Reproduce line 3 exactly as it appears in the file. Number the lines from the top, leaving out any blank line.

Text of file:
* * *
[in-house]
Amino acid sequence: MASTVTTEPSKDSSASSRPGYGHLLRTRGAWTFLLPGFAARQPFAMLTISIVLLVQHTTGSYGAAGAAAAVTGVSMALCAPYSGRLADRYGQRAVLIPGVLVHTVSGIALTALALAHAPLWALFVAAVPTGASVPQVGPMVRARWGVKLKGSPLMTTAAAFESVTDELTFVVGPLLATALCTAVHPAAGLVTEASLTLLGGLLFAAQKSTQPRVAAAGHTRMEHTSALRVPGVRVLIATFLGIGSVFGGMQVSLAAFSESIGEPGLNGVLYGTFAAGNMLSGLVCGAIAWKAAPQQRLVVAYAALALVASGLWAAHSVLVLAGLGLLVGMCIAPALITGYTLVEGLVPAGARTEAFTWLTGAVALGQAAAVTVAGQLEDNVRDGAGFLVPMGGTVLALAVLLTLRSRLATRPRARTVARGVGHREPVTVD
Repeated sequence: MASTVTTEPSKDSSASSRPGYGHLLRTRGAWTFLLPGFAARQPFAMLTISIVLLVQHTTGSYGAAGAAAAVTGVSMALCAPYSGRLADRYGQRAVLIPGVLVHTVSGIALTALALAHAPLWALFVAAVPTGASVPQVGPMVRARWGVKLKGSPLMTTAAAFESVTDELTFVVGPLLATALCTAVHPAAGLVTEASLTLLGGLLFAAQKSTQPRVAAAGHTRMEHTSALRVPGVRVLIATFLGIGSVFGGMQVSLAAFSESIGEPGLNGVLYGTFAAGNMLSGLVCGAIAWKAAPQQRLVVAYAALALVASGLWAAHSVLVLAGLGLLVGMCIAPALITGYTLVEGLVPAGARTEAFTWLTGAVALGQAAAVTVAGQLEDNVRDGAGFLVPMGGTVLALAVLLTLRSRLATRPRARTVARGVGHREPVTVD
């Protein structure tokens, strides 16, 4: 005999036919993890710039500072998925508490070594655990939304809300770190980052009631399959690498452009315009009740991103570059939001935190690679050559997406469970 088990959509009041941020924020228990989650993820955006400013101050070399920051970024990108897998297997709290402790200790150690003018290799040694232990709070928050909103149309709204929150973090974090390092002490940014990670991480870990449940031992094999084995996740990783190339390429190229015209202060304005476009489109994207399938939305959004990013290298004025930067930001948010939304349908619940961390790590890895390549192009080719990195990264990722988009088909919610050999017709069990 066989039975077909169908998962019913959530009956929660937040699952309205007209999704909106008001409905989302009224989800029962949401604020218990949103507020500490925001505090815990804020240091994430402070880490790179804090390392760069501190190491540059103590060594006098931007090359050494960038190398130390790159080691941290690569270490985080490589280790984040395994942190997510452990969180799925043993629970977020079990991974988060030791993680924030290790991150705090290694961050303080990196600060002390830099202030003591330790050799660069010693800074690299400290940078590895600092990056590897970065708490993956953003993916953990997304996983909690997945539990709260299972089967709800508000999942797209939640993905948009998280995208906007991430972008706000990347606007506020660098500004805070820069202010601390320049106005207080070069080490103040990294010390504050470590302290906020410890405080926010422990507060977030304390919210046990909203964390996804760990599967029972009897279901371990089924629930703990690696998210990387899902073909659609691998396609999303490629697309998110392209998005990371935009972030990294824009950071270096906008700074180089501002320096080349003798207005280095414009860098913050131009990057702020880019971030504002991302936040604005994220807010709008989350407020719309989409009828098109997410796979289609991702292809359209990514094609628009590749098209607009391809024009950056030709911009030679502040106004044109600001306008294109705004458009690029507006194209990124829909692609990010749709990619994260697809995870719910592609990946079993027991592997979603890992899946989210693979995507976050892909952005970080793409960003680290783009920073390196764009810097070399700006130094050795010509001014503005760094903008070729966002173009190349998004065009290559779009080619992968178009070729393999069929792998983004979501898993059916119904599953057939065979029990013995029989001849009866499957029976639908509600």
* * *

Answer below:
Repeated sequence: MASTVTTEPSKDSSASSRPGYGHLLRTRGAWTFLLPGFAARQPFAMLTISIVLLVQHTTGSYGAAGAAAAVTGVSMALCAPYSGRLADRYGQRAVLIPGVLVHTVSGIALTALALAHAPLWALFVAAVPTGASVPQVGPMVRARWGVKLKGSPLMTTAAAFESVTDELTFVVGPLLATALCTAVHPAAGLVTEASLTLLGGLLFAAQKSTQPRVAAAGHTRMEHTSALRVPGVRVLIATFLGIGSVFGGMQVSLAAFSESIGEPGLNGVLYGTFAAGNMLSGLVCGAIAWKAAPQQRLVVAYAALALVASGLWAAHSVLVLAGLGLLVGMCIAPALITGYTLVEGLVPAGARTEAFTWLTGAVALGQAAAVTVAGQLEDNVRDGAGFLVPMGGTVLALAVLLTLRSRLATRPRARTVARGVGHREPVTVD